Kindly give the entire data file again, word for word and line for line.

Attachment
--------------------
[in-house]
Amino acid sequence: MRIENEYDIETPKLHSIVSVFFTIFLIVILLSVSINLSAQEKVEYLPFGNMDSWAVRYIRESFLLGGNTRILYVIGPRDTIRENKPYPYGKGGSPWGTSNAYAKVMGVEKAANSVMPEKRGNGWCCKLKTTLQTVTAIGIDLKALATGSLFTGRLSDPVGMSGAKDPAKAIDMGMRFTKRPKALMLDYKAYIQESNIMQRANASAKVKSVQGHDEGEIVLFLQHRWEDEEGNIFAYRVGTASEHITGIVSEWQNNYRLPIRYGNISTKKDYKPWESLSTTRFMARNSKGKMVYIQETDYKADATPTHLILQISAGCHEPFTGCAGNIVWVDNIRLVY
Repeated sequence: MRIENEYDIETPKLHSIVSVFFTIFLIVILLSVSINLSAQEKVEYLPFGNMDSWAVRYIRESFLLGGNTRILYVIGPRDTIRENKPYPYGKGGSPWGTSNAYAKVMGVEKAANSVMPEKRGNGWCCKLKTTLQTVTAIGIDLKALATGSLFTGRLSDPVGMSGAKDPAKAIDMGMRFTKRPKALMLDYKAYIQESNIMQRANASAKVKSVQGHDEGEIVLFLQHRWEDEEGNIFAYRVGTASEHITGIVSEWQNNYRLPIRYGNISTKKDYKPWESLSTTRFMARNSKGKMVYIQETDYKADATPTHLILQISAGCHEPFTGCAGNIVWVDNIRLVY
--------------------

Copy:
[in-house]
Amino acid sequence: MRIENEYDIETPKLHSIVSVFFTIFLIVILLSVSINLSAQEKVEYLPFGNMDSWAVRYIRESFLLGGNTRILYVIGPRDTIRENKPYPYGKGGSPWGTSNAYAKVMGVEKAANSVMPEKRGNGWCCKLKTTLQTVTAIGIDLKALATGSLFTGRLSDPVGMSGAKDPAKAIDMGMRFTKRPKALMLDYKAYIQESNIMQRANASAKVKSVQGHDEGEIVLFLQHRWEDEEGNIFAYRVGTASEHITGIVSEWQNNYRLPIRYGNISTKKDYKPWESLSTTRFMARNSKGKMVYIQETDYKADATPTHLILQISAGCHEPFTGCAGNIVWVDNIRLVY
Repeated sequence: MRIENEYDIETPKLHSIVSVFFTIFLIVILLSVSINLSAQEKVEYLPFGNMDSWAVRYIRESFLLGGNTRILYVIGPRDTIRENKPYPYGKGGSPWGTSNAYAKVMGVEKAANSVMPEKRGNGWCCKLKTTLQTVTAIGIDLKALATGSLFTGRLSDPVGMSGAKDPAKAIDMGMRFTKRPKALMLDYKAYIQESNIMQRANASAKVKSVQGHDEGEIVLFLQHRWEDEEGNIFAYRVGTASEHITGIVSEWQNNYRLPIRYGNISTKKDYKPWESLSTTRFMARNSKGKMVYIQETDYKADATPTHLILQISAGCHEPFTGCAGNIVWVDNIRLVY